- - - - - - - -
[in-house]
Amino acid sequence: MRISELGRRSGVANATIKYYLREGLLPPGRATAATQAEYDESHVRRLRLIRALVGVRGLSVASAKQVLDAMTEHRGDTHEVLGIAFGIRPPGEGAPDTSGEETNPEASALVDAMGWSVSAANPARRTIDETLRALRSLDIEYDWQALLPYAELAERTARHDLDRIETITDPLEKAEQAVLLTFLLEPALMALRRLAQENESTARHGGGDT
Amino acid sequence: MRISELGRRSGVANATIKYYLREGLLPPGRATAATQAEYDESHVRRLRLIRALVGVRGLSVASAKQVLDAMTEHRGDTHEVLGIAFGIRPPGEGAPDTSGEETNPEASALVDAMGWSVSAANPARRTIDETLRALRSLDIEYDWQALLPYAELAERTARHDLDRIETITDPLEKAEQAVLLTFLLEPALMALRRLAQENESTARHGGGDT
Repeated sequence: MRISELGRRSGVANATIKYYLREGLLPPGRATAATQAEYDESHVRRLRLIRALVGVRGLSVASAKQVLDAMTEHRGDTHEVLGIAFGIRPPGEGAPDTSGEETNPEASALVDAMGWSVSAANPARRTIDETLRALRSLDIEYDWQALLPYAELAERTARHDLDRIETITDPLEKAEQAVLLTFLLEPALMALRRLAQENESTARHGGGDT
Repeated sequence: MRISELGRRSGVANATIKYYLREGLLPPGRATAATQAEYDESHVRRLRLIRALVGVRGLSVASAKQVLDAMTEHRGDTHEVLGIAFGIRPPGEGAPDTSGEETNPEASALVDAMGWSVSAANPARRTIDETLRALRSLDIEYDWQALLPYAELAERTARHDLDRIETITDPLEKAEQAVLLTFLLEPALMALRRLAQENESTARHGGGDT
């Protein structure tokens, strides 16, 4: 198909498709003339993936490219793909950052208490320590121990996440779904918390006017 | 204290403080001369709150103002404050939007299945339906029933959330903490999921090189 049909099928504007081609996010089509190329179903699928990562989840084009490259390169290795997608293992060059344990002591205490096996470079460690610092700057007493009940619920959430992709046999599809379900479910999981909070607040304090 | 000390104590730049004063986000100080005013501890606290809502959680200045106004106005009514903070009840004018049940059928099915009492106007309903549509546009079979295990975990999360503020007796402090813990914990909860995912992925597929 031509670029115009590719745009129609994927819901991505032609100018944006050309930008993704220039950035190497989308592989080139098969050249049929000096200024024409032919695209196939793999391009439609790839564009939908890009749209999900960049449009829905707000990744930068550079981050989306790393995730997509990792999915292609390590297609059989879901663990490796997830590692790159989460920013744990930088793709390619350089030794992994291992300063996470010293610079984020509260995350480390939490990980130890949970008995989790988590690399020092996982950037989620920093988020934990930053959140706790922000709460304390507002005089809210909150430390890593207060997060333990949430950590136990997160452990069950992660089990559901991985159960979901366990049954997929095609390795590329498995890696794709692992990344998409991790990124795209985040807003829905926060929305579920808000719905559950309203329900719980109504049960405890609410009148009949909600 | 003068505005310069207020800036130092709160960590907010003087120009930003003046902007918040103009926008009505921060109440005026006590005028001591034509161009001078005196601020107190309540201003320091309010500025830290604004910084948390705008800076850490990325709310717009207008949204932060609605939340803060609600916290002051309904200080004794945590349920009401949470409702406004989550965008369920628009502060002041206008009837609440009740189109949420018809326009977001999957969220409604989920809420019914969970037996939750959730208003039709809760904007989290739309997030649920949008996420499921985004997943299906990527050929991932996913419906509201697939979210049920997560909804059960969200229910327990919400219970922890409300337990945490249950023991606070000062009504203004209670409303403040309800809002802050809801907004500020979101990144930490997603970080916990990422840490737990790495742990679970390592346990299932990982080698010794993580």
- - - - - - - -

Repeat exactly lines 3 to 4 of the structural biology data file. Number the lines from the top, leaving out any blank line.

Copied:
Amino acid sequence: MRISELGRRSGVANATIKYYLREGLLPPGRATAATQAEYDESHVRRLRLIRALVGVRGLSVASAKQVLDAMTEHRGDTHEVLGIAFGIRPPGEGAPDTSGEETNPEASALVDAMGWSVSAANPARRTIDETLRALRSLDIEYDWQALLPYAELAERTARHDLDRIETITDPLEKAEQAVLLTFLLEPALMALRRLAQENESTARHGGGDT
Repeated sequence: MRISELGRRSGVANATIKYYLREGLLPPGRATAATQAEYDESHVRRLRLIRALVGVRGLSVASAKQVLDAMTEHRGDTHEVLGIAFGIRPPGEGAPDTSGEETNPEASALVDAMGWSVSAANPARRTIDETLRALRSLDIEYDWQALLPYAELAERTARHDLDRIETITDPLEKAEQAVLLTFLLEPALMALRRLAQENESTARHGGGDT